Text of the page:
Shostakovich on Stage – Moscow Cheryomushki

Shostakovich
Moscow, Cheryomushki, Op.105 – Musical Comedy in three acts and five scenes

Alexander Petrovich Bubentsov, a happy Muscovite – Yevgeny Monchak
Mascha, his wife – Karina Cherpurnova
Semyon Semyonovich Baburov, an elderly Muscovite – Nikolai Kamensky
Lidochka, his daughter – Tatiana Pavlovskaya
Boris Koretsky, a homeless man – Alexei Safiulin
Sergei Glushkov, a chauffeur – Andrei Ilyushnikov
Lusya, a construction worker – Anastasia Belyaeva
Fyodor Mikhailovich Drebednyov, the head of administration – Pavel Shmulevich
Vava, his wife – Olga Savova
Afansy Ivanovich Barabashkin, a council official – Alexander Gerasimov

Chorus and Orchestra of the Mariinsky (Kirov) Theatre, St Petersburg
Valery Gergiev

Vasily Barkhatov – semi-staging


Reviewed by: Richard Whitehouse

Reviewed: 22 July, 2006
Venue: The Coliseum, London

The Mariinsky Theatre’s season of Shostakovich stage-works continued here with an outing for his ‘musical comedy’ “Moscow, Cheryomushki (1958). The only full-length theatre piece from his later years, this has received little credence in the West – for whom the idea of so high-profile a composer indulging his enjoyment of the operettas of Johann Strauss, Offenbach and even Lehár near the height of the Cold War’s first phase was at the very least perverse – though Pimlico Opera successfully mounted a reduced version in the mid-1990s, and Opera North gave a full staging (also in English) five years ago.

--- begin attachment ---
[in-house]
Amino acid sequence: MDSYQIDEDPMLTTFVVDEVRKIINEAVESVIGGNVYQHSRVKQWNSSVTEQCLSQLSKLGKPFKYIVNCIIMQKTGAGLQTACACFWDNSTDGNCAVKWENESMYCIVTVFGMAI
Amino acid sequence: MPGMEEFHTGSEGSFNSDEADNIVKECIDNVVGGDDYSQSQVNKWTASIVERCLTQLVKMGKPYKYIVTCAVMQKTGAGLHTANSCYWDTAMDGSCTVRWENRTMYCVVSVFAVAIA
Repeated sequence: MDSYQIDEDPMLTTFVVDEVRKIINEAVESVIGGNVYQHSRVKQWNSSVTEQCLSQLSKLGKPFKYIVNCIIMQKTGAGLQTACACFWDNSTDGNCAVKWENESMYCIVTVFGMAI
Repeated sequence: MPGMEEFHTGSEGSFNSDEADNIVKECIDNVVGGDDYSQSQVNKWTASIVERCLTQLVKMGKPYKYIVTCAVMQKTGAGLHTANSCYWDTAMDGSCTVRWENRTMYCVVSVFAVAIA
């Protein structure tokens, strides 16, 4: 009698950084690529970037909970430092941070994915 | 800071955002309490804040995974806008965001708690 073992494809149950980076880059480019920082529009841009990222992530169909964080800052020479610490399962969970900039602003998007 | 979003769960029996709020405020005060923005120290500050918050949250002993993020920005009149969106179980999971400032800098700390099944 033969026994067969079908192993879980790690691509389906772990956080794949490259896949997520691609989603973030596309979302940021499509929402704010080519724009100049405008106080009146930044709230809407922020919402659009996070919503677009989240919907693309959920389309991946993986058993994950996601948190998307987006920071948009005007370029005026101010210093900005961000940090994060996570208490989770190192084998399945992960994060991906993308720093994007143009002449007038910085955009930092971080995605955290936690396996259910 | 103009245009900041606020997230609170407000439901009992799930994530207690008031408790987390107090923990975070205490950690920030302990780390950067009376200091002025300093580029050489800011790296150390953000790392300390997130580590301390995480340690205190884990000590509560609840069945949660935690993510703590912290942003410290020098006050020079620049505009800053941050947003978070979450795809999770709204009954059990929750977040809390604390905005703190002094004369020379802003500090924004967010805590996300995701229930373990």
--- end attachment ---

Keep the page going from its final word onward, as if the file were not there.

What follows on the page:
The Mariinsky provided an opportunity to see and hear the work from an ostensibly authentic perspective, though it cannot be pretended that the outcome was the success for which one might have hoped.

Five years before its 1959 premiere, the idea of an operetta overtly satirising the capital’s housing problem would not have been an option, and the sheer deftness with which Shostakovich puts across the broadsides of librettists Vladimir Mass and Mikhail Chervinsky is proof that the work is intended to be much more than anodyne entertainment. Similarly, the range of cross-references to Russian music of the past and ‘present’ may mean relatively little out of its immediate context, but it was undoubtedly intended to position “Moscow, Cheryomushki” within a tradition of provocative theatre that the composer had focussed on in an earlier stage of his career – for while the piece is unashamedly an operetta-cum-musical, it is far from a loosely assembled song-and-dance routine. The opening number recurs regularly as a refrain whose addressing of the audience alters in relation to its scenic context, while each of the main protagonists is identified with a recognisable theme that defines their character or predicament as might a ‘leitmotif’ in nineteenth-century opera. These give the work a unity able to sustain it across a full-evening duration and through the paraphernalia of a full staging.